Egyptian fisherman
*Image: Nick Paleologos/SOOC/Al Jazeera

Mahmoud al-Sayed Mousa was relaxing on his couch when his phone rang at 6:30pm on July 23, from his boss who told him to “come quickly” as wildfires started burning the coastal village of Mati, where people desperately tried to escape to the sea.

The 46-year-old Egyptian fisherman immediately rushed out of his home and within minutes arrived at the port in Nea Makri, where the fishing vessel was docked, and he set sail with his boss.

“We heard that 150 people were trapped between the fire and the sea…It was the hardest moment. If we entered the smoke, we could die. If we didn’t enter, the people wouldn’t be saved.” he recalls.

Forceful waves swayed the boat, and the wind carried the thick black smog out to sea, but they carried on, coughing more and more the closer they got to Mati’s shores. Red rescue helicopters also hovered above.

Mahmoud filmed the ordeal on his mobile and also posted videos on his Facebook, saying “We are going to save the people fleeing the fire…We either bring them back with us or we die with them, God willing.”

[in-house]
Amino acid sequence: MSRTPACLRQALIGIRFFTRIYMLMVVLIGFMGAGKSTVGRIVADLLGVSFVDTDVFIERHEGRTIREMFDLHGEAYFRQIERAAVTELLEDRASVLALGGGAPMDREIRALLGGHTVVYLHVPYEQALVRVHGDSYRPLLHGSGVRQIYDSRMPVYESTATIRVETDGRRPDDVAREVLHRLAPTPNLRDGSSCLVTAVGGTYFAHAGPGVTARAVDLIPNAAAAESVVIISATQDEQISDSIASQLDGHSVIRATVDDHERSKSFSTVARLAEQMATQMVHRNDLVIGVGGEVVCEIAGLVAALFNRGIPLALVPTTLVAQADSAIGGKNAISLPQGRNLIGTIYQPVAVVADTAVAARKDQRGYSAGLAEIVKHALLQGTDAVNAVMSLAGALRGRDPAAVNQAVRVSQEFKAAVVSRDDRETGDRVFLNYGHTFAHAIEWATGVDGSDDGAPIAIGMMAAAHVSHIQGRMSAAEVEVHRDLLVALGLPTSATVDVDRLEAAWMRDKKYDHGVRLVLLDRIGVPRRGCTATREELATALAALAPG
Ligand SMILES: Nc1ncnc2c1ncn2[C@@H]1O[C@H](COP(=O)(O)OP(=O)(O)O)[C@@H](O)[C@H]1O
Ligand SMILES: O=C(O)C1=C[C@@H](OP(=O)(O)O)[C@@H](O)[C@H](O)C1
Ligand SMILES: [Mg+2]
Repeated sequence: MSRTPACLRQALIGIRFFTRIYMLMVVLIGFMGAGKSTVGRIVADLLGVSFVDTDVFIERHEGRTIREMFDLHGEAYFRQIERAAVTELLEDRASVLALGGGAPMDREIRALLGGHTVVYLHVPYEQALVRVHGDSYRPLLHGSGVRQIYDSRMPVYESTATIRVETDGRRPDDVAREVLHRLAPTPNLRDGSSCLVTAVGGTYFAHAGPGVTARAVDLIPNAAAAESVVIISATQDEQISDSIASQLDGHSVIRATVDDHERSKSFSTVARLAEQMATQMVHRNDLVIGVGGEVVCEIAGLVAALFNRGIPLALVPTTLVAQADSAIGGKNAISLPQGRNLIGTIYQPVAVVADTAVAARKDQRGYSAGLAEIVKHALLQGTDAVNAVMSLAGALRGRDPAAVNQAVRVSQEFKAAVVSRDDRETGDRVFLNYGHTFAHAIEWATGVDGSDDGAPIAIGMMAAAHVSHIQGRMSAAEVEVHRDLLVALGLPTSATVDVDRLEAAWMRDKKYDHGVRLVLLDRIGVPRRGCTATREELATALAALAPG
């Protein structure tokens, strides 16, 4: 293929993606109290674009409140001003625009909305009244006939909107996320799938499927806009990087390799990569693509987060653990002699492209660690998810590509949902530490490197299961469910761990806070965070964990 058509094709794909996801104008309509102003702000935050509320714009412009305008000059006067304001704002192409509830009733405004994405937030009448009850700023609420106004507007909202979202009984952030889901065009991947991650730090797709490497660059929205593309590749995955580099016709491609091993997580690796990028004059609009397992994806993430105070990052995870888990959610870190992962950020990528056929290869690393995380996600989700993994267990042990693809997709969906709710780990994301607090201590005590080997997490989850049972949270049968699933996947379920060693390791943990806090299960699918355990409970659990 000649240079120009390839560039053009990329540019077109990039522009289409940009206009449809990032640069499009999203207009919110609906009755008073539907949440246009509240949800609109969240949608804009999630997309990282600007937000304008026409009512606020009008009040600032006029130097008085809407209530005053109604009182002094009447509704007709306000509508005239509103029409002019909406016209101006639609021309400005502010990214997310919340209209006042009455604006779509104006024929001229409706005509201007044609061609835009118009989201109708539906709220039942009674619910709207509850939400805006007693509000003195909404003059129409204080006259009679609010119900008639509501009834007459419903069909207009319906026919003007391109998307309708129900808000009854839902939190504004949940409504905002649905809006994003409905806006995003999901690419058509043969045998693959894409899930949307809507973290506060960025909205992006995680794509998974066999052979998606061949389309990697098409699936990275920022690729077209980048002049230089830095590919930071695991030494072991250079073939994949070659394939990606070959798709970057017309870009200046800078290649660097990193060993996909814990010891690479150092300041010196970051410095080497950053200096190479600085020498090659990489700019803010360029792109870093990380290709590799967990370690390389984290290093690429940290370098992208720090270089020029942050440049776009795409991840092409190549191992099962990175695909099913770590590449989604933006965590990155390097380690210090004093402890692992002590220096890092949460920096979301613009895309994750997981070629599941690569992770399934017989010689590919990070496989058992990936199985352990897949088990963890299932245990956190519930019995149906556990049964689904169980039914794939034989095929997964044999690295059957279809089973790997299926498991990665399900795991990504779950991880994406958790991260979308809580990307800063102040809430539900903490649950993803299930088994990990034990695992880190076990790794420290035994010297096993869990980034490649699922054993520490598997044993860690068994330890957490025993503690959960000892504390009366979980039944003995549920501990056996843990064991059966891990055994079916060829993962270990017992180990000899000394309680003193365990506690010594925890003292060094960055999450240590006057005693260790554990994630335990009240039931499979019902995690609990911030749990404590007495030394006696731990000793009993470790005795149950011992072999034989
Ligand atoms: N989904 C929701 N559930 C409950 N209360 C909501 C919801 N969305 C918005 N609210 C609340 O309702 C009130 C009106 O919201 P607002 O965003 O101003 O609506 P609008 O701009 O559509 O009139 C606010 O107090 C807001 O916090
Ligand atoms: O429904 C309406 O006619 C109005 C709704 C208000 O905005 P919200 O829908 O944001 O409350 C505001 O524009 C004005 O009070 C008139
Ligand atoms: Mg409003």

In his 30 years in Greece, he said he has never witnessed anything as frightening as the wildfires.

The smell of burned wood overwhelmed Mahmoud and through the hazy fog, he heard the muffled cries of women and children. He covered his mouth and nose with a cloth to try and limit the fumes he was inhaling.

As the sound of people pleading for help grew closer, Mahmoud knotted a rope and flung it into the sea. Someone grabbed on, and he pulled a man in and lifted him up onto the vessel.

Mahmoud remembers “we scooped them up like when we’re fishing…people were crying and shaking while they hugged us.” By the time it was over, they had saved 23 Greek people and four dogs, he estimates, taking the survivors back to dry land in Nea Marki.

The efforts of rescue teams, the coastguard, and others resulted in more than 700 people being saved.

To date, Greek authorities say 25 people are still missing and at least 91 people have died; either burned alive, drowned or by smoke inhalation.

Although rattled by the tragedy, Mahmoud said “I’m happy I was part of the reason those people were saved … It was our duty to help.”

Source: Al Jazeera News

Image: Nick Paleologos/SOOC/Al Jazeera